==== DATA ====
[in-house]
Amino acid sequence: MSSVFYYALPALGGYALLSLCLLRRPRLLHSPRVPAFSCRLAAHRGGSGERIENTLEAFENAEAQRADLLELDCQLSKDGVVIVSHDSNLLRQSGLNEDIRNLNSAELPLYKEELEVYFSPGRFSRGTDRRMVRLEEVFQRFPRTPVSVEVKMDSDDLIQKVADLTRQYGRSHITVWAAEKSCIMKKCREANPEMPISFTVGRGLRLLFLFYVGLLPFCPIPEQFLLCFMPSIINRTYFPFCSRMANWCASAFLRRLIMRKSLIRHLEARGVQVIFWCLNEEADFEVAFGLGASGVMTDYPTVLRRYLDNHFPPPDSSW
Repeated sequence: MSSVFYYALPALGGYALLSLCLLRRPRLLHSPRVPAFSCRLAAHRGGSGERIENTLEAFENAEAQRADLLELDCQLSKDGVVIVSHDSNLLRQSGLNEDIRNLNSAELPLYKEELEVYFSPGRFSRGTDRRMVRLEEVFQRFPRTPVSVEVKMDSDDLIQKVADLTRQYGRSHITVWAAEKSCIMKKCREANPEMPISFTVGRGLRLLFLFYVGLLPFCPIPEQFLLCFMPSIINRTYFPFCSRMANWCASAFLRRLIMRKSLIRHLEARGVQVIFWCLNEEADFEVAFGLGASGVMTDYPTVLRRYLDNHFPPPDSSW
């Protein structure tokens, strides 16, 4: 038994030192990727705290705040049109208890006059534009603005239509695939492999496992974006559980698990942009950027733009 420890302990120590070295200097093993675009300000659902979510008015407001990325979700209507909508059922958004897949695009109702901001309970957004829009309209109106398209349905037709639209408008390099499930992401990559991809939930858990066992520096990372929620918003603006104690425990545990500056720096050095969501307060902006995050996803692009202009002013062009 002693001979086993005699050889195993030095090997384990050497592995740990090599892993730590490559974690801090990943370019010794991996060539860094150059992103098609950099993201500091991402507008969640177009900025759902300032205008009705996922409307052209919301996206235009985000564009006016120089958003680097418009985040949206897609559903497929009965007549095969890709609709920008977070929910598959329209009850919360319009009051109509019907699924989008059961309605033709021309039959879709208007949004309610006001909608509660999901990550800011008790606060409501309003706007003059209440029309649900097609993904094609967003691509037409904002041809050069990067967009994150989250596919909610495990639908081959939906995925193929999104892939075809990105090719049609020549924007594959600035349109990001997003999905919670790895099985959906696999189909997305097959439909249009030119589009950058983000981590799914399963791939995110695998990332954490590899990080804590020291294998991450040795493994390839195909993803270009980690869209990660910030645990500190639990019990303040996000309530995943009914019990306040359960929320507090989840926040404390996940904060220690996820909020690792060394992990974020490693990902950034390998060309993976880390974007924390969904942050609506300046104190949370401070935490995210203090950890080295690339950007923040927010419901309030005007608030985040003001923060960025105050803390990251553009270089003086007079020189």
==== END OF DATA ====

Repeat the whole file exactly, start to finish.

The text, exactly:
[in-house]
Amino acid sequence: MSSVFYYALPALGGYALLSLCLLRRPRLLHSPRVPAFSCRLAAHRGGSGERIENTLEAFENAEAQRADLLELDCQLSKDGVVIVSHDSNLLRQSGLNEDIRNLNSAELPLYKEELEVYFSPGRFSRGTDRRMVRLEEVFQRFPRTPVSVEVKMDSDDLIQKVADLTRQYGRSHITVWAAEKSCIMKKCREANPEMPISFTVGRGLRLLFLFYVGLLPFCPIPEQFLLCFMPSIINRTYFPFCSRMANWCASAFLRRLIMRKSLIRHLEARGVQVIFWCLNEEADFEVAFGLGASGVMTDYPTVLRRYLDNHFPPPDSSW
Repeated sequence: MSSVFYYALPALGGYALLSLCLLRRPRLLHSPRVPAFSCRLAAHRGGSGERIENTLEAFENAEAQRADLLELDCQLSKDGVVIVSHDSNLLRQSGLNEDIRNLNSAELPLYKEELEVYFSPGRFSRGTDRRMVRLEEVFQRFPRTPVSVEVKMDSDDLIQKVADLTRQYGRSHITVWAAEKSCIMKKCREANPEMPISFTVGRGLRLLFLFYVGLLPFCPIPEQFLLCFMPSIINRTYFPFCSRMANWCASAFLRRLIMRKSLIRHLEARGVQVIFWCLNEEADFEVAFGLGASGVMTDYPTVLRRYLDNHFPPPDSSW
């Protein structure tokens, strides 16, 4: 038994030192990727705290705040049109208890006059534009603005239509695939492999496992974006559980698990942009950027733009 420890302990120590070295200097093993675009300000659902979510008015407001990325979700209507909508059922958004897949695009109702901001309970957004829009309209109106398209349905037709639209408008390099499930992401990559991809939930858990066992520096990372929620918003603006104690425990545990500056720096050095969501307060902006995050996803692009202009002013062009 002693001979086993005699050889195993030095090997384990050497592995740990090599892993730590490559974690801090990943370019010794991996060539860094150059992103098609950099993201500091991402507008969640177009900025759902300032205008009705996922409307052209919301996206235009985000564009006016120089958003680097418009985040949206897609559903497929009965007549095969890709609709920008977070929910598959329209009850919360319009009051109509019907699924989008059961309605033709021309039959879709208007949004309610006001909608509660999901990550800011008790606060409501309003706007003059209440029309649900097609993904094609967003691509037409904002041809050069990067967009994150989250596919909610495990639908081959939906995925193929999104892939075809990105090719049609020549924007594959600035349109990001997003999905919670790895099985959906696999189909997305097959439909249009030119589009950058983000981590799914399963791939995110695998990332954490590899990080804590020291294998991450040795493994390839195909993803270009980690869209990660910030645990500190639990019990303040996000309530995943009914019990306040359960929320507090989840926040404390996940904060220690996820909020690792060394992990974020490693990902950034390998060309993976880390974007924390969904942050609506300046104190949370401070935490995210203090950890080295690339950007923040927010419901309030005007608030985040003001923060960025105050803390990251553009270089003086007079020189």